Toyota Has Taken #SaveTheManual Quite Seriously; To Introduce Manual Gearbox For EVs
With EVs becoming ever more prevalent, it seems, the opposite is happening to the manual gearbox. The sad truth is, more and more carmakers are ditching the three pedals and the stick from their lineups, in favor of fast-shifting automatics. However, Toyota’s recently filed patents suggest that Toyota is planning to introduce a manual gearbox for fully electric vehicles.
This Self-Driving Toyota Supra Drift Car Aims For a Safer Future
We’re all familiar with Toyota’s TRD (Toyota Racing Development). Other than looking to squeeze the best performance out of its cars for off-road or track use, the Japanese carmaker is also running TRI.
TRI stands for Toyota Research Institute, a division founded in 2016 which allows the Japanese brand to channel its efforts on making cars a safer place. Within TRI, Toyota is developing the Guardian, an automated safety system that learns how to spot a dangerous situation and react in due time. Right now, this advanced form of AI is learning how to drift a Supra.
Think Driving Nannies Are Bad Now? Toyota Wants to Tell You When You Can and Cannot Drive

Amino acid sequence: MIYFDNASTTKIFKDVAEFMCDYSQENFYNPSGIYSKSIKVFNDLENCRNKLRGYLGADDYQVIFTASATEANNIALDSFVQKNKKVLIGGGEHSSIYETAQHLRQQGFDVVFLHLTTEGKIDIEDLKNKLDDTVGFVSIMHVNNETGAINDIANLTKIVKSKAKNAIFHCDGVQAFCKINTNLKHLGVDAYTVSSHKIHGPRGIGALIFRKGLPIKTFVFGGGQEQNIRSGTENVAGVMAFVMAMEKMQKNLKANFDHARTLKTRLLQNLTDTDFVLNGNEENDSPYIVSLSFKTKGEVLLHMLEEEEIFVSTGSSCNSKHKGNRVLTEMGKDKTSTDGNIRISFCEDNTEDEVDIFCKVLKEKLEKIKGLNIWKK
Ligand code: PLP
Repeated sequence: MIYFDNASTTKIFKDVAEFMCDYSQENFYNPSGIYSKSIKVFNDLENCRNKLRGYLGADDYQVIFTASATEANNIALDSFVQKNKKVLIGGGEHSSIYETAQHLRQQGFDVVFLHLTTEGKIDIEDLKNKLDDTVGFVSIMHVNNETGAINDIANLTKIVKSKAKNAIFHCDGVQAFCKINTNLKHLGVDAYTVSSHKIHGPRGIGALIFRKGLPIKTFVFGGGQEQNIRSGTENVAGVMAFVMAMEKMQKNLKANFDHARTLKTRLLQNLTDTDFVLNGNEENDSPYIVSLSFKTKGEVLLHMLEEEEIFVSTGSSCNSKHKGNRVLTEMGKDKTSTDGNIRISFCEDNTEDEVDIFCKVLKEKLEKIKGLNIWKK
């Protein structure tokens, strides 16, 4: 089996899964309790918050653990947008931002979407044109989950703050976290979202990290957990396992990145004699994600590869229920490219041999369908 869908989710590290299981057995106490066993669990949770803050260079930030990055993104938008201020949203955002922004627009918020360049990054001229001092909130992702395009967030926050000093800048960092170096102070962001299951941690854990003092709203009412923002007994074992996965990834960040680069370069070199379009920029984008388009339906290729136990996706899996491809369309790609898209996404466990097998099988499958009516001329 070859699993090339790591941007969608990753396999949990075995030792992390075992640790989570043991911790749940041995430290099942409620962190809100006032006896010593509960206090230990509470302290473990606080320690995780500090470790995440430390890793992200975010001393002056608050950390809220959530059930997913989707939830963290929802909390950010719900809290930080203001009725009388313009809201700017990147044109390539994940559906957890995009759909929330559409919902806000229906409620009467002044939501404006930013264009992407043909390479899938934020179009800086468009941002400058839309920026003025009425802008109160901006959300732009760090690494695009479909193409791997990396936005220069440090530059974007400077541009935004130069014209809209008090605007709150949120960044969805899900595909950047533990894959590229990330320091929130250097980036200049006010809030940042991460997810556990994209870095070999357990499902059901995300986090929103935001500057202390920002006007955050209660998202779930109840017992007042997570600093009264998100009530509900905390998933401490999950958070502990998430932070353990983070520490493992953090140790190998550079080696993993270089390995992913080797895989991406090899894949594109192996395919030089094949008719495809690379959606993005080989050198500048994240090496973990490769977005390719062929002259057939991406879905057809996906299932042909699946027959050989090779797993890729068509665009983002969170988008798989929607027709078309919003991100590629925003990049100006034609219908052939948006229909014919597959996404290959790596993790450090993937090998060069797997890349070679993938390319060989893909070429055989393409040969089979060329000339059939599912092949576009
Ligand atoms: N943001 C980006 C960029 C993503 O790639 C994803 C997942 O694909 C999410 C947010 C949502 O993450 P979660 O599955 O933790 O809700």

Driving nannies are already starting to get a little ridiculous. If you try to take a turn too quickly, your car’s advanced stability control system may automatically apply the brakes and keep you in check. Perhaps the car doesn’t think you brake soon enough, so it brakes for you – hell, there are even situations where autonomous braking systems have been accused of braking for no reason. What if your car could evaluate your driving skills and determine what you’re able to do? What if your car can determine whether or not you drive on the freeway, in snow, or in the rain. What if your car determines how close to the imposed speed limit you can get? Sounds ridiculous, right? Well, Toyota thinks that’s the answer to driving safety.
Toyota Showcases its "Toyota Guardian" Technology that Could Create Superhuman Drivers
Every automaker is working towards road and vehicular safety in some way or another. While most of them are doing it through autonomous technology, Toyota Research Institute had a breakthrough last year to fulfill its moral obligation towards road safety. In a nutshell, the technology, called “Guardian,” coordinates the skills of the human driver and the vehicle they’re driving. What’s even better is that Toyota intends to share this with other automakers as well.
Best Used 2016 SUV for Fuel Economy